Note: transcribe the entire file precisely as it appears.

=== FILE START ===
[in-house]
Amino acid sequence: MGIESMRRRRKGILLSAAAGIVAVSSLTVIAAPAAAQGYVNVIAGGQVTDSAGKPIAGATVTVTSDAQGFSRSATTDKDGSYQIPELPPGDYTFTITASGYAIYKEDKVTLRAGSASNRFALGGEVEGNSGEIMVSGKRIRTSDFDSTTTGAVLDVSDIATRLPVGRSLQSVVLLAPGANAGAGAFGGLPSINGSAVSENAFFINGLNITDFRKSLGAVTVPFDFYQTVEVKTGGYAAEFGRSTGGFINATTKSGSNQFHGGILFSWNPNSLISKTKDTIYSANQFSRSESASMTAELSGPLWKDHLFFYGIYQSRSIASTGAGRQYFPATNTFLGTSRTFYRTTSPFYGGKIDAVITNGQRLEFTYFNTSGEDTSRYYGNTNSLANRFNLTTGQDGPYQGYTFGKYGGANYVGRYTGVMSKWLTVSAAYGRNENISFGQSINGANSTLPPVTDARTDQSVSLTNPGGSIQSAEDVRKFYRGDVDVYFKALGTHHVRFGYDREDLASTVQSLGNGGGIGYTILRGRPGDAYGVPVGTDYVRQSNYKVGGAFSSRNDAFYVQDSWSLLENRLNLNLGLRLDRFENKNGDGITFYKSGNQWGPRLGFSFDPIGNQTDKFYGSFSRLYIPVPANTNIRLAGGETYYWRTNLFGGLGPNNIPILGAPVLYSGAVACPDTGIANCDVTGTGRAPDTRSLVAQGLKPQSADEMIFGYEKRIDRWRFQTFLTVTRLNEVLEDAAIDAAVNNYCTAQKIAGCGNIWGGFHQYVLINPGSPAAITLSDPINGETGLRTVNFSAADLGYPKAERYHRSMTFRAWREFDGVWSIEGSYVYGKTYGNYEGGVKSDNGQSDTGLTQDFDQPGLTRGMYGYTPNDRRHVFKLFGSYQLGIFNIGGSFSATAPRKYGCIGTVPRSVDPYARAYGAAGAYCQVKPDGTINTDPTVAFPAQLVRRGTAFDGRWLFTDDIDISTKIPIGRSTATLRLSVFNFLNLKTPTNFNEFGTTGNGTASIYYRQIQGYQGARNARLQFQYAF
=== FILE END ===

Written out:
[in-house]
Amino acid sequence: MGIESMRRRRKGILLSAAAGIVAVSSLTVIAAPAAAQGYVNVIAGGQVTDSAGKPIAGATVTVTSDAQGFSRSATTDKDGSYQIPELPPGDYTFTITASGYAIYKEDKVTLRAGSASNRFALGGEVEGNSGEIMVSGKRIRTSDFDSTTTGAVLDVSDIATRLPVGRSLQSVVLLAPGANAGAGAFGGLPSINGSAVSENAFFINGLNITDFRKSLGAVTVPFDFYQTVEVKTGGYAAEFGRSTGGFINATTKSGSNQFHGGILFSWNPNSLISKTKDTIYSANQFSRSESASMTAELSGPLWKDHLFFYGIYQSRSIASTGAGRQYFPATNTFLGTSRTFYRTTSPFYGGKIDAVITNGQRLEFTYFNTSGEDTSRYYGNTNSLANRFNLTTGQDGPYQGYTFGKYGGANYVGRYTGVMSKWLTVSAAYGRNENISFGQSINGANSTLPPVTDARTDQSVSLTNPGGSIQSAEDVRKFYRGDVDVYFKALGTHHVRFGYDREDLASTVQSLGNGGGIGYTILRGRPGDAYGVPVGTDYVRQSNYKVGGAFSSRNDAFYVQDSWSLLENRLNLNLGLRLDRFENKNGDGITFYKSGNQWGPRLGFSFDPIGNQTDKFYGSFSRLYIPVPANTNIRLAGGETYYWRTNLFGGLGPNNIPILGAPVLYSGAVACPDTGIANCDVTGTGRAPDTRSLVAQGLKPQSADEMIFGYEKRIDRWRFQTFLTVTRLNEVLEDAAIDAAVNNYCTAQKIAGCGNIWGGFHQYVLINPGSPAAITLSDPINGETGLRTVNFSAADLGYPKAERYHRSMTFRAWREFDGVWSIEGSYVYGKTYGNYEGGVKSDNGQSDTGLTQDFDQPGLTRGMYGYTPNDRRHVFKLFGSYQLGIFNIGGSFSATAPRKYGCIGTVPRSVDPYARAYGAAGAYCQVKPDGTINTDPTVAFPAQLVRRGTAFDGRWLFTDDIDISTKIPIGRSTATLRLSVFNFLNLKTPTNFNEFGTTGNGTASIYYRQIQGYQGARNARLQFQYAF